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Old June 9th, 2010, 12:08 PM   #1
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Low Cost HD Pocket Cam

OK here's a question on the opposite end of what most people on here might ask. I'm looking into getting an inexpensive HD pocket cam. Want to use it just for fun and to have with me all the time. I've look into these:

Kodak Zi8
Flip - all models
Sony MHS-CS5
Sanyo Xacti vpc-cg102 and cg20
Creative Labs Vado

Features that would be nice but to have all in one pocket cam are, optical zoom, some level of manual controls, mic input. These features are not in any particular order.

So, I'd like some recommendations, to here some experiences with each camera, pros/cons. The picture quality will be the biggest factor for me. I'd like it to perform decent in low light but don't have any great expectations in that area.

Thanks for your input.

Garrett
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Old June 9th, 2010, 03:00 PM   #2
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What level of HD (720 or 1080, and what frame rate)? Budget?

Lots of options out there, but wide range of quality, and you might take a quick look at some of the P&S cameras too - I've got the Sony DSC-TX7 for a "pocket' camera - nice screen, decent low light considering, full 1920x1080 AVCHD, not "lite", shoots decent stills too. In a pinch would probably intercut OK with more expensive dedicated video cameras, I've been pretty happy with the results. 4x optical zoom, super wide lens, no manual control or audio in though...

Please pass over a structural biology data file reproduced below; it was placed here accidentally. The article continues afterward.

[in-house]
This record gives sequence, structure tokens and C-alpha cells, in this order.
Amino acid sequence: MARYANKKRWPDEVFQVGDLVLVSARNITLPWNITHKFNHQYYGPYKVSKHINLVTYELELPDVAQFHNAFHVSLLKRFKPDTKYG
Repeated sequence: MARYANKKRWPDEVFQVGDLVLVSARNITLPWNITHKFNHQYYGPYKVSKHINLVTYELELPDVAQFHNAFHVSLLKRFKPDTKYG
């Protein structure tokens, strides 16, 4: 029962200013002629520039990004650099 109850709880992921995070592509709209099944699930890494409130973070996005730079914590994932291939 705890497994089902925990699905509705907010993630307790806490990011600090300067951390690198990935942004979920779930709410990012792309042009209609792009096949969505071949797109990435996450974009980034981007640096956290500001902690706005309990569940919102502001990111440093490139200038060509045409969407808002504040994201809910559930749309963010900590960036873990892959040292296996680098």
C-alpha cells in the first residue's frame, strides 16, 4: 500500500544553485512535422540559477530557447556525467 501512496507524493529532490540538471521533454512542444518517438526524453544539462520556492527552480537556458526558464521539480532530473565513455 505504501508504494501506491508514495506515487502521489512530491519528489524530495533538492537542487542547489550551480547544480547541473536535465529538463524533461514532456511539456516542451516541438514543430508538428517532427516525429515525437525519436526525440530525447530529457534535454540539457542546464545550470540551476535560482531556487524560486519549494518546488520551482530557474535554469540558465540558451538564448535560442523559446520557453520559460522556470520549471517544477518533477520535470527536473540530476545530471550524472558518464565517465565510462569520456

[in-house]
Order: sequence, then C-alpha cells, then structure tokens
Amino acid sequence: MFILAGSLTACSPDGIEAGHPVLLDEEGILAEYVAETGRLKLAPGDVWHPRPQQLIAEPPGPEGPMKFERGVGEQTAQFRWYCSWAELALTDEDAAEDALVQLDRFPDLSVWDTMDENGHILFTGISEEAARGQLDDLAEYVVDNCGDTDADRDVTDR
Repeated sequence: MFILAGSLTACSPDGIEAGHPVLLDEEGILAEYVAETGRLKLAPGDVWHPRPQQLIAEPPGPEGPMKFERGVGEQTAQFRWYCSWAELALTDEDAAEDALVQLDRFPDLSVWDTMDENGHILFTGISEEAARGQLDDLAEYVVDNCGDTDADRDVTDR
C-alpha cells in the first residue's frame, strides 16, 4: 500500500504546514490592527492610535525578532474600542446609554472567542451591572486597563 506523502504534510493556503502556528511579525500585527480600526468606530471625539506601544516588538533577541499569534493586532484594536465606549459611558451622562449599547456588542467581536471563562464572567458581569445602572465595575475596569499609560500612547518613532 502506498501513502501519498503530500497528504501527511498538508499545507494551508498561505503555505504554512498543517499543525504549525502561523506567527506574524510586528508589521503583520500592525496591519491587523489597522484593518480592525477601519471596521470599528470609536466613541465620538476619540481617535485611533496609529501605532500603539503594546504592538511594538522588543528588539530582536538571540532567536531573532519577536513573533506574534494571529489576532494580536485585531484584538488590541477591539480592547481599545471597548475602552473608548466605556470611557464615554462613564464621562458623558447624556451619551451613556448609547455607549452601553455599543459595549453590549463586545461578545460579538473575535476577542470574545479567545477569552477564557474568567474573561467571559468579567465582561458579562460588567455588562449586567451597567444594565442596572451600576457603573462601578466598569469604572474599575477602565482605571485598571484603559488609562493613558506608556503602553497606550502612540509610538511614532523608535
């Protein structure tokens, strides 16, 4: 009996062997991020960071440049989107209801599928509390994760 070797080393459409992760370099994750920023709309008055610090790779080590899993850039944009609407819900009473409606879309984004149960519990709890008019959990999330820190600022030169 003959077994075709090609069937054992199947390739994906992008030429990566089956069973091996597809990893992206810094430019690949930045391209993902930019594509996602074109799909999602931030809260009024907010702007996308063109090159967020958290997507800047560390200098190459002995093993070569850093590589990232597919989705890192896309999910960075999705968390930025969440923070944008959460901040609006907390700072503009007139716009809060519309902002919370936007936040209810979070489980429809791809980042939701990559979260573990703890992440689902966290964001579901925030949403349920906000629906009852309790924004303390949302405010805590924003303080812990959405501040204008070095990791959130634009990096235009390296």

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Old June 9th, 2010, 03:32 PM   #3
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Thanks Dave,

I'm really looking for something just to have with me that I could carry around in case. More to document something if I happen to see it, say an interesting look that I might want to come back and shoot later with "proper" gear.

I'd like it to be 1080 but even then I may end up shooting only in 720 mode because that seems to generally yield a better picture for these small cameras

Budget I'd like to keep it below $200 but if it is a few dollars over I would consider it.

I have thought about going the P&S camera way but was wondering if there was a better camera out there.

I do have other still camera and video cameras so this would be more of a thing to play with.

thanks,
Garrett
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Old June 9th, 2010, 10:51 PM   #4
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I got a Flip HD and it is nice and easy. However, sometimes I wish that I had bought a Zi8 because it has a mic input and it would allow me to mic up for some quick office interviews at work.



Quote:
Originally Posted by Garrett Low View Post
OK here's a question on the opposite end of what most people on here might ask. I'm looking into getting an inexpensive HD pocket cam. Want to use it just for fun and to have with me all the time. I've look into these:

Kodak Zi8
Flip - all models
Sony MHS-CS5
Sanyo Xacti vpc-cg102 and cg20
Creative Labs Vado

Features that would be nice but to have all in one pocket cam are, optical zoom, some level of manual controls, mic input. These features are not in any particular order.

So, I'd like some recommendations, to here some experiences with each camera, pros/cons. The picture quality will be the biggest factor for me. I'd like it to perform decent in low light but don't have any great expectations in that area.